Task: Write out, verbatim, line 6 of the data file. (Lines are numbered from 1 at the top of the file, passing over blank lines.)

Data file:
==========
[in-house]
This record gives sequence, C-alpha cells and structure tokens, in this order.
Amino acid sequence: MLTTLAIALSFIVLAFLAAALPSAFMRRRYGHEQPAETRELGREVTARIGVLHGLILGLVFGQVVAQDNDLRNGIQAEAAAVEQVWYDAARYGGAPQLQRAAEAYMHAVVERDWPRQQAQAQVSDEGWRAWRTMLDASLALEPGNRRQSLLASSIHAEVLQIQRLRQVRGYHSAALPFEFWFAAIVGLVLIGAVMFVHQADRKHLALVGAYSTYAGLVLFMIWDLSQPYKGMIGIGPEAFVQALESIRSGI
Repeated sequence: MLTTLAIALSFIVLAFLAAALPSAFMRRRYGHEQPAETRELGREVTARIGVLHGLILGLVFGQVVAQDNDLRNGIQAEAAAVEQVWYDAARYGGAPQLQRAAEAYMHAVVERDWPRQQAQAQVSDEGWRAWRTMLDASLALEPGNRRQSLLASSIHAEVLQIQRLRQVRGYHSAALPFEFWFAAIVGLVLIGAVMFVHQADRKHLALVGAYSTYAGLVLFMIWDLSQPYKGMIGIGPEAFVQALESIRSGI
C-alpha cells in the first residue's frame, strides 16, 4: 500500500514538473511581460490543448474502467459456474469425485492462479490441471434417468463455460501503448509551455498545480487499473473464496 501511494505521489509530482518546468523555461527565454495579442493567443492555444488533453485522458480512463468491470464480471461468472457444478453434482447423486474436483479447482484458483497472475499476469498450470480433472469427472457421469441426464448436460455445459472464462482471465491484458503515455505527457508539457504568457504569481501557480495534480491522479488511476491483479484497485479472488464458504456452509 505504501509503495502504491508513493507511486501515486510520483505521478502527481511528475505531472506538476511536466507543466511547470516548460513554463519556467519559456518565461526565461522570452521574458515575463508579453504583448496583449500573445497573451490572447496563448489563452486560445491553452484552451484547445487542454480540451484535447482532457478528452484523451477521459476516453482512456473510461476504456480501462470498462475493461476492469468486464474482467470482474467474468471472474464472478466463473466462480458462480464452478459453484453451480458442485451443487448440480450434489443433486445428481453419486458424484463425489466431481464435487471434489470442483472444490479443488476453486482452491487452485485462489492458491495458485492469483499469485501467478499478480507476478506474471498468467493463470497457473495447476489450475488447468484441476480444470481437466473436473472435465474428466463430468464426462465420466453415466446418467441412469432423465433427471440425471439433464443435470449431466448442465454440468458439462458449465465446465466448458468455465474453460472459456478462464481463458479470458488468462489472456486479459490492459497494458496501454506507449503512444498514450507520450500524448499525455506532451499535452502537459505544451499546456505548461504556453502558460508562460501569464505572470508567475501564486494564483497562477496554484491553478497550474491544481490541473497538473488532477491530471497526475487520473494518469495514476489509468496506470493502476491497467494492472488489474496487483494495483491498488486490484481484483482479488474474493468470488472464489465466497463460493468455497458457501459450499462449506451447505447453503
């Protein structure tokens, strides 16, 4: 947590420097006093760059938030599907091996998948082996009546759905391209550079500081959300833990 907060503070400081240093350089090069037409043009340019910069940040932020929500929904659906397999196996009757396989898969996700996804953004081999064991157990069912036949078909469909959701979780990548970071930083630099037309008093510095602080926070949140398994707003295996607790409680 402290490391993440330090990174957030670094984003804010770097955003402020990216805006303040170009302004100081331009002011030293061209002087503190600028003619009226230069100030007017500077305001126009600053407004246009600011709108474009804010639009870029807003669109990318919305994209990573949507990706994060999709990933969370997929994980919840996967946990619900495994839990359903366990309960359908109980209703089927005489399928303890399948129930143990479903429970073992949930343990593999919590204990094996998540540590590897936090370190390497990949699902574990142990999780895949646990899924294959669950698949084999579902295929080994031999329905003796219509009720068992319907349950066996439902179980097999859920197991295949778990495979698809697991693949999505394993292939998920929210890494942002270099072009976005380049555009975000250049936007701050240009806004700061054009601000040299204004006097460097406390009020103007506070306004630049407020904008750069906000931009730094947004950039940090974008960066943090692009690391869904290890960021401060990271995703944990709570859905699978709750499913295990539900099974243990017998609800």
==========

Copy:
């Protein structure tokens, strides 16, 4: 947590420097006093760059938030599907091996998948082996009546759905391209550079500081959300833990 907060503070400081240093350089090069037409043009340019910069940040932020929500929904659906397999196996009757396989898969996700996804953004081999064991157990069912036949078909469909959701979780990548970071930083630099037309008093510095602080926070949140398994707003295996607790409680 402290490391993440330090990174957030670094984003804010770097955003402020990216805006303040170009302004100081331009002011030293061209002087503190600028003619009226230069100030007017500077305001126009600053407004246009600011709108474009804010639009870029807003669109990318919305994209990573949507990706994060999709990933969370997929994980919840996967946990619900495994839990359903366990309960359908109980209703089927005489399928303890399948129930143990479903429970073992949930343990593999919590204990094996998540540590590897936090370190390497990949699902574990142990999780895949646990899924294959669950698949084999579902295929080994031999329905003796219509009720068992319907349950066996439902179980097999859920197991295949778990495979698809697991693949999505394993292939998920929210890494942002270099072009976005380049555009975000250049936007701050240009806004700061054009601000040299204004006097460097406390009020103007506070306004630049407020904008750069906000931009730094947004950039940090974008960066943090692009690391869904290890960021401060990271995703944990709570859905699978709750499913295990539900099974243990017998609800």